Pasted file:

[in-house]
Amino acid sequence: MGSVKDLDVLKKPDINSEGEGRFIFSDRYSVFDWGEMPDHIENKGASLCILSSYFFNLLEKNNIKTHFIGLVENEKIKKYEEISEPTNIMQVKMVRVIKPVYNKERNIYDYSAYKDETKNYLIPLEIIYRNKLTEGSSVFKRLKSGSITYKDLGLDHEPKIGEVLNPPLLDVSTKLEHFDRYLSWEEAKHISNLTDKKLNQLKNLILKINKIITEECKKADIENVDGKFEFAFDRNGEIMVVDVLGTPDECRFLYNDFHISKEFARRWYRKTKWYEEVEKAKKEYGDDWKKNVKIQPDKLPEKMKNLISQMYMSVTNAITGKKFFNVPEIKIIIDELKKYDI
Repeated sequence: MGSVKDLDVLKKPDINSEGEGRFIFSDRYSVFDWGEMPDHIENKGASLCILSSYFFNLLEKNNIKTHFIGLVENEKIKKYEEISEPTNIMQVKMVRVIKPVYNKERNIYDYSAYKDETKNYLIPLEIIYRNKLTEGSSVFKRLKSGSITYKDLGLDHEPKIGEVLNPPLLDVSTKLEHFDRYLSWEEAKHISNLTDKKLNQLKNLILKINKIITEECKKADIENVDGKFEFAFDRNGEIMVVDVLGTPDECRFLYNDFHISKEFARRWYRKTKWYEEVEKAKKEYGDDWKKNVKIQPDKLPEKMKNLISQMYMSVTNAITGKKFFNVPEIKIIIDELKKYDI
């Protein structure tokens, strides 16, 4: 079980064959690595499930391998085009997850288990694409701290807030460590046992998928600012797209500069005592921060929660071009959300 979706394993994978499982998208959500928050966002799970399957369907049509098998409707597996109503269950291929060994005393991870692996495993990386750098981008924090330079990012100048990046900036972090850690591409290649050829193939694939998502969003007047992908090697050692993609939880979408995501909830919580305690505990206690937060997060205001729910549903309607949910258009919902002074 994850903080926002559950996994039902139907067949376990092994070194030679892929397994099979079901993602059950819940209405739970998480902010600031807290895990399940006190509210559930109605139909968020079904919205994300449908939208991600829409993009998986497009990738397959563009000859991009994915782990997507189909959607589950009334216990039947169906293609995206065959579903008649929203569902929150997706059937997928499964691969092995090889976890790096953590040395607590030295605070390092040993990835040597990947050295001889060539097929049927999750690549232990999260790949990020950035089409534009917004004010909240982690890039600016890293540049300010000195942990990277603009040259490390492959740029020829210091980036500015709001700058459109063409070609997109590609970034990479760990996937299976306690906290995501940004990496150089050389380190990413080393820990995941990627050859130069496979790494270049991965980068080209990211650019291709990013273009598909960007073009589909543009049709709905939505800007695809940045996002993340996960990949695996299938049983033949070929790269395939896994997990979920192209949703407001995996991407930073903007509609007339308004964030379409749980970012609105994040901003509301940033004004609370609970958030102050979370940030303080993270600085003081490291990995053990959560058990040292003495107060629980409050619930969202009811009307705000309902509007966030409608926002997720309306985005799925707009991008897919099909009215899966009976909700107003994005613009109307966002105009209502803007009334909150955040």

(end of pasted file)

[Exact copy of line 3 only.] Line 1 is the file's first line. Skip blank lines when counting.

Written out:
Repeated sequence: MGSVKDLDVLKKPDINSEGEGRFIFSDRYSVFDWGEMPDHIENKGASLCILSSYFFNLLEKNNIKTHFIGLVENEKIKKYEEISEPTNIMQVKMVRVIKPVYNKERNIYDYSAYKDETKNYLIPLEIIYRNKLTEGSSVFKRLKSGSITYKDLGLDHEPKIGEVLNPPLLDVSTKLEHFDRYLSWEEAKHISNLTDKKLNQLKNLILKINKIITEECKKADIENVDGKFEFAFDRNGEIMVVDVLGTPDECRFLYNDFHISKEFARRWYRKTKWYEEVEKAKKEYGDDWKKNVKIQPDKLPEKMKNLISQMYMSVTNAITGKKFFNVPEIKIIIDELKKYDI